On March 8, United States President Donald Trump sat down with Republican Senators, key leaders of the video game industry, and activists who wish to implement tighter restrictions on titles that feature violent content. Those who represented the video game industry included:
* Take-Two Interactive CEO Strauss Zelnick
* ZeniMax Media CEO Robert Altman
* Entertainment Software Association CEO Mike Gallagher
* Entertainment Software Rating Board CEO Patricia Vance
Bethesda Softworks, a renowned developer of online multiplayer games such as Skyrim and the Elder Scrolls, is one of the companies managed by ZeniMax Media. Take-Two Interactive is a major distributor of Rockstar Games, a studio that is mostly known for its controversial, best-selling titles such as the Grand Theft Auto and Max Payne series. GTA Online and the Rockstar Social Club are the among the most popular social gaming titles in 2018.
The White House meeting started with a viewing of a digital video compilation featuring graphically violent clips from PC games such as “The Evil Within,” “Call of Duty” and “Sniper Elite 4.” President Trump, who organized the meeting in the wake of the mass shooting at Marjorie Stoneman Douglas High School in South Florida, rhetorically asked Republican Senators in attendance if the digital content shown was violent.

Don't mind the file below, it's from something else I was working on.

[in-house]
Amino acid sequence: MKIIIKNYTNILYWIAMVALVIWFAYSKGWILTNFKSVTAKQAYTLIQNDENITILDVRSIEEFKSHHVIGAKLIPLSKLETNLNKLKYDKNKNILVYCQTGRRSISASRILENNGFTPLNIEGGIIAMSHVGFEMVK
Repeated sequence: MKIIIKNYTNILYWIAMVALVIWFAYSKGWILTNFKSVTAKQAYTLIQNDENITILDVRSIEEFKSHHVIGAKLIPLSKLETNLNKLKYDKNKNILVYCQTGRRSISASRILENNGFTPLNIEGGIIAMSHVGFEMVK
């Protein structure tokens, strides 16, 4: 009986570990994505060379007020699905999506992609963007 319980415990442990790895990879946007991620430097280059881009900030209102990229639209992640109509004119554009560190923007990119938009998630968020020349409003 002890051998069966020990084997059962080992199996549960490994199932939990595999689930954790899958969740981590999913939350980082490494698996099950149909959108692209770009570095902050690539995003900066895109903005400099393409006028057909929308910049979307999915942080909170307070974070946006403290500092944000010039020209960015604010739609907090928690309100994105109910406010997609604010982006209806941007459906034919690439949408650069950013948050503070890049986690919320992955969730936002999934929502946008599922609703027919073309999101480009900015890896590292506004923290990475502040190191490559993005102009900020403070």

One of the Republican Senators at the meeting was Marco Rubio of Florida, a politician who has been previously groomed by his party as a future presidential candidate, Senator Rubio was lambasted at a meeting with survivors of the aforementioned massacre, which caused 17 deaths. He has been criticized for his apparent reticence in supporting gun control measures and for his insistence on enacting more censorship on the video game industry. This is hardly the first time the PC gaming and gun violence issue in the U.S. has been discussed at the highest political levels.
Unlike many other meetings organized by the embattled President Trump, this one was respectful, although neither side seemed to agree or yield. Other video game industry groups that did not attend the meeting issued strong statements of opposition, explaining that they were not willing to be scapegoats in the gun violence debate.
Although violence is more often associated with AAA games such as Sniper Elite, quite a few social gaming titles have been criticized for featuring violent content.